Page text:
I was born at an early age in Cardiff, but only as my mother was there at the time. We moved to England shortly afterwards so I can't claim to be Welsh, unless Wales is winning at Rugby.
After a fairly conventional primary school, I did most of my secondary schooling in Milan, Italy at the American School. Although there were something like ten times as many British families there as American, the Brits all sent their kids to UK boarding schools and the Americans took them with them. Consequently, there was an American School in Milan, and no British school. I did meet some very interesting people, including the wierdos that the USA does so well (13 year old prospective KKK members for example) that it has given me a healthy respect for our transatlantic cousins (and a fear of Bowie knives).
At 13, with hair
On my return to the UK, I finished my schooling in Surrey (Tiffin Boys' School) and went to University where three years at tax-payers expense was most welcome. (we had grants then and no tuition fees) I read advanced car maintenance, amplifier and 'speaker building and girls. Oh, and I managed a 2.2 in Electronics.
Inconspicuous as a student - 1957 Hillman Minx convertible
Having to earn a living and being rather keen on audio, I became a Development Engineer designing the electronics for studio mixers, high-speed tape duplicators, Broadcast audio routers and audio test equipment (level, noise and rumble meters). I then moved to designing Broadcast systems, Outside Broadcast vehicles being especially interesting. At that point I realised that the Salesmen were having a much better time and being paid a lot more money than the guy designing the stuff, so, wanting some of that, I moved into sales.
This satisfied me for several years until Philips sent me on a course on how to run a small business, as many of the people we dealt with were small businessmen, and Philips felt we might understand their problems better if we knew something about it! On the basis of this course, I realised I too could be a small businessman, so I started a high-end Hi-Fi shop in Essex (Beechwood Audio for anyone who might remember it). Sadly, as I am a Broadcast Engineer, I couldn't (or wouldn't) understand anyone who didn't see hi-fi as an engineering activity, so would only sell stuff that made sound engineering sense. No fancy cables, no valve amplifiers, promoted CD as a lot better than vinyl at the time when Linn ruled supreme etc. etc. I went bust.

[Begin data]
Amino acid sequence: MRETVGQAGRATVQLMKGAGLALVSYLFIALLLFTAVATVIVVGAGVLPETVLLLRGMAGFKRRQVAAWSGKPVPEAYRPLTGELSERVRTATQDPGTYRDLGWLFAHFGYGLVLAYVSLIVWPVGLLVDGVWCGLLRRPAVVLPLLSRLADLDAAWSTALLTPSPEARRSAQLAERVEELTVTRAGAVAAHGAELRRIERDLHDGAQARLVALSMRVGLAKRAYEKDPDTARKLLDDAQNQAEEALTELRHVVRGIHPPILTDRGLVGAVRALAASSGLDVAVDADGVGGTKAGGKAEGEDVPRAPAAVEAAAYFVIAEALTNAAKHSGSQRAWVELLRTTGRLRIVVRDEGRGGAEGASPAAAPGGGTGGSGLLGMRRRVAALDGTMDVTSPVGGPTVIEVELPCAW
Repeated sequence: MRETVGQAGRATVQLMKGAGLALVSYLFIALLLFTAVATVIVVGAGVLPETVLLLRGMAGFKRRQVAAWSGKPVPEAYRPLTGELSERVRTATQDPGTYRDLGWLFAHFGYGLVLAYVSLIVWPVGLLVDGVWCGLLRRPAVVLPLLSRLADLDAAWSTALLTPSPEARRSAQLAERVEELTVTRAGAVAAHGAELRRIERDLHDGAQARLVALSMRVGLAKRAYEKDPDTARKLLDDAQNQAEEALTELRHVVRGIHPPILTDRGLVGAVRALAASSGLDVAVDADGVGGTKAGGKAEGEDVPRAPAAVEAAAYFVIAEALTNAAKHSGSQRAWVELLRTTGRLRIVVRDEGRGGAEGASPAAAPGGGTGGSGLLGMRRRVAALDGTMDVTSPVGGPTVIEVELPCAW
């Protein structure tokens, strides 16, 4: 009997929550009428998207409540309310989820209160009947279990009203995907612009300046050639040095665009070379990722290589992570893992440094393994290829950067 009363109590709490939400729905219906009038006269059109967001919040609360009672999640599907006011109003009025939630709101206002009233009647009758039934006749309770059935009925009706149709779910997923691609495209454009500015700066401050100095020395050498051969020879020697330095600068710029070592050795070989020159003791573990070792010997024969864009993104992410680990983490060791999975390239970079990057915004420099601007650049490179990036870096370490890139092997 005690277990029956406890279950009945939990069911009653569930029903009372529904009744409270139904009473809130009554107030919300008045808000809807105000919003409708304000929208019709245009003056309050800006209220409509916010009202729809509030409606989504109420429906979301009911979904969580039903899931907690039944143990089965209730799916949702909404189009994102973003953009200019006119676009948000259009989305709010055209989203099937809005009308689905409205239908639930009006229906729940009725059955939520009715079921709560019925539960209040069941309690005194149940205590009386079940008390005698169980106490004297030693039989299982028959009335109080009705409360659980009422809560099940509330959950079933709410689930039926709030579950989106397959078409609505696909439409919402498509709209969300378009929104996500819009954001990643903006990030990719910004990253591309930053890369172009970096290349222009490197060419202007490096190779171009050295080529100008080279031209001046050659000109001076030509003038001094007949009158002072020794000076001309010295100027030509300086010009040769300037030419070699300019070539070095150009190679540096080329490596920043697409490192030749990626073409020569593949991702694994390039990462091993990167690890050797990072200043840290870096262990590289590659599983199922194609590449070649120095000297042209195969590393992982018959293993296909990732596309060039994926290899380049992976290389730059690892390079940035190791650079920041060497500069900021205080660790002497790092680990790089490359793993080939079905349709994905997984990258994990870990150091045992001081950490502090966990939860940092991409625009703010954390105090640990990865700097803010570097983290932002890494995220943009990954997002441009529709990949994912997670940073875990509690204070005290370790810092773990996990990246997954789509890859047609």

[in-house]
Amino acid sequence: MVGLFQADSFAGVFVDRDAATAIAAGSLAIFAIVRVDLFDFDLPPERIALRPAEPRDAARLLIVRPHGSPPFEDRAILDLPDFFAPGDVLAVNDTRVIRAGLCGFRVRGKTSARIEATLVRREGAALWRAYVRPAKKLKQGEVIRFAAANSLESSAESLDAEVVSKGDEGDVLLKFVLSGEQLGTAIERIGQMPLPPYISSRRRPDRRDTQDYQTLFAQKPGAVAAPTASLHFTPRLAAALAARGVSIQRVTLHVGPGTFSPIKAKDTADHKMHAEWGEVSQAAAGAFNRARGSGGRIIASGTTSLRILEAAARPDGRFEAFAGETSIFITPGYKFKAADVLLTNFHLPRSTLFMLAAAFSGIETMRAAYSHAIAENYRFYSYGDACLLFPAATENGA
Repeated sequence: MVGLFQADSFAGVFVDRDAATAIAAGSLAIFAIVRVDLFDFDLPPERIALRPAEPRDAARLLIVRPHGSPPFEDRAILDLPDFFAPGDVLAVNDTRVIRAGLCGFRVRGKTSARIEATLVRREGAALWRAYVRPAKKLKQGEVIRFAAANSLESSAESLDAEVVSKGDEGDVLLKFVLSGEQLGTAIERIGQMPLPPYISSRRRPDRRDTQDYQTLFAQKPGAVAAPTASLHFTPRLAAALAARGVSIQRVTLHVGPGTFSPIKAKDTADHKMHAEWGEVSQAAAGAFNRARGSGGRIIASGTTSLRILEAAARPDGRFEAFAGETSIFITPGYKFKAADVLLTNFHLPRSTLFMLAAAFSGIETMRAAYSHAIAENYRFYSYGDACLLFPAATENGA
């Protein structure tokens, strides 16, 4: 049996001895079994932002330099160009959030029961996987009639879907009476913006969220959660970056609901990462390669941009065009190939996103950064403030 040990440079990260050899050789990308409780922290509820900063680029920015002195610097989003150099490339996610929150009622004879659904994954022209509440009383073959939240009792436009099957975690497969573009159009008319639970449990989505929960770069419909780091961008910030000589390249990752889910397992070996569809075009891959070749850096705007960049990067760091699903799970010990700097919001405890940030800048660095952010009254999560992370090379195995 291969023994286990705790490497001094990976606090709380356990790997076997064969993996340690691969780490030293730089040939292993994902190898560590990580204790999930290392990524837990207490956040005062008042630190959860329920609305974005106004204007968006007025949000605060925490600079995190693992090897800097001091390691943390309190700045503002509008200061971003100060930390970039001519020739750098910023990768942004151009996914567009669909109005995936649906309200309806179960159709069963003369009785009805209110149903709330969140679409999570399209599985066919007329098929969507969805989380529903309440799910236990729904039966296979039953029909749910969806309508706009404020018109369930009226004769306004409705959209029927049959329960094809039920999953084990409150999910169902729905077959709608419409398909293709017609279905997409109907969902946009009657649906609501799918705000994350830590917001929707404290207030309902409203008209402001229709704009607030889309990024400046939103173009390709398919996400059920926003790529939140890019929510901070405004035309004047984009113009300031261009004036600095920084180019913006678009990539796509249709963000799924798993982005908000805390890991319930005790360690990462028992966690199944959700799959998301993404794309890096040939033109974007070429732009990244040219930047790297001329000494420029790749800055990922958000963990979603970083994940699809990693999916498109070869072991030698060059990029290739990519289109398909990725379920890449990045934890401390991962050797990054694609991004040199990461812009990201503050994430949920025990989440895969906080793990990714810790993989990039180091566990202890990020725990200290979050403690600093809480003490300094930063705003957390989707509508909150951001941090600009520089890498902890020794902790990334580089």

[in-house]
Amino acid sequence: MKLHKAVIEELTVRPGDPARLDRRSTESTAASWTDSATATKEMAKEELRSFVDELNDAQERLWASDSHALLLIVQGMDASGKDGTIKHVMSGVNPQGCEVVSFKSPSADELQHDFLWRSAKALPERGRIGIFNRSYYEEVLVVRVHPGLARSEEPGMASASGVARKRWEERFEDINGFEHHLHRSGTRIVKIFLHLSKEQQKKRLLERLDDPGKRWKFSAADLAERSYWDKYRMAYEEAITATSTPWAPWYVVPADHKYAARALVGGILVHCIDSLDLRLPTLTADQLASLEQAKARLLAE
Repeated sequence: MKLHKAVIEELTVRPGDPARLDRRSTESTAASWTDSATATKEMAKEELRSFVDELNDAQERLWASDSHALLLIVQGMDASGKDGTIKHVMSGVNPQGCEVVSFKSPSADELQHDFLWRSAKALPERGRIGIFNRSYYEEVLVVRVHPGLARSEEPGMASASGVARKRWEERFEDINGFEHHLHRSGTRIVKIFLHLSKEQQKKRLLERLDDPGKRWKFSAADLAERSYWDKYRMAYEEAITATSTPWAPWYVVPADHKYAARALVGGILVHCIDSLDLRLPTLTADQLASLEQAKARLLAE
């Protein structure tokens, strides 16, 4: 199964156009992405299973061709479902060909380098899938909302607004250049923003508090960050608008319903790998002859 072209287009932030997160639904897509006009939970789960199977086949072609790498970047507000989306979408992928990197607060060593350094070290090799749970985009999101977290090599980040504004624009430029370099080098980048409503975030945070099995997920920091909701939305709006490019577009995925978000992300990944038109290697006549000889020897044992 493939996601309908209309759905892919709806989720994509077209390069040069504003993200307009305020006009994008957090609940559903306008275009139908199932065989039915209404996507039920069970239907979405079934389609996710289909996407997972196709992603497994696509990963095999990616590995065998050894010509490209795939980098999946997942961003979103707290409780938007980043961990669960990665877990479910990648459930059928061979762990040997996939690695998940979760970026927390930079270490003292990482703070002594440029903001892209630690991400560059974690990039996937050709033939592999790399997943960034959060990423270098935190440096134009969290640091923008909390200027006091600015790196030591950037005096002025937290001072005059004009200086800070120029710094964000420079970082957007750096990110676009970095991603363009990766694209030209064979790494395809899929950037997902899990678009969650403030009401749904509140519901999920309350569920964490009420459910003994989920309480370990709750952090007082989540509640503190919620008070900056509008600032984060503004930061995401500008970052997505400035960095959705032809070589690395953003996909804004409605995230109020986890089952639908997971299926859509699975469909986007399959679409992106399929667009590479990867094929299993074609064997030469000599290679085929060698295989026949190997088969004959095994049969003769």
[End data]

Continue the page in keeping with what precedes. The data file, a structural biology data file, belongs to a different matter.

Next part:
Returning to the Broadcast Industry, I spent the next twenty years with the big names of the Broadcast Industry like Marconi and Harris, and with smaller but more interesting companies like Lindos and Preco.
Having served my sentence, I retired towards the end of 2005. After almost two blissful years of retirement, I wanted to do something useful again, so in mid 2007 I volunteered as the Station Engineer for our local Hospital Radio Station. However, what I thought would be some nice gentle light maintenance has turned into a sort of second career, albeit unpaid. In 2010 we were granted a proper FM license on 103.3MHz to become RWSfm, the local Community radio station for Bury St Edmunds. That involved me in designing and building two full-broadcast standard studios, and maintaining them since.
Community Radio is 'proper' grown up radio, and we're licensed by Ofcom, who monitor our performance, so it's an altogether different level to Hospital radio or RSLs, on a par with Commercial Radio, although we're not allowed to make a profit (not hard to do) and the shares in the radio station never acquire a value, so we won't get bought and sold in the way Commercial stations seem to be. We're all volunteers, and it's challenging work considering how small our budgets are.
Now, without hair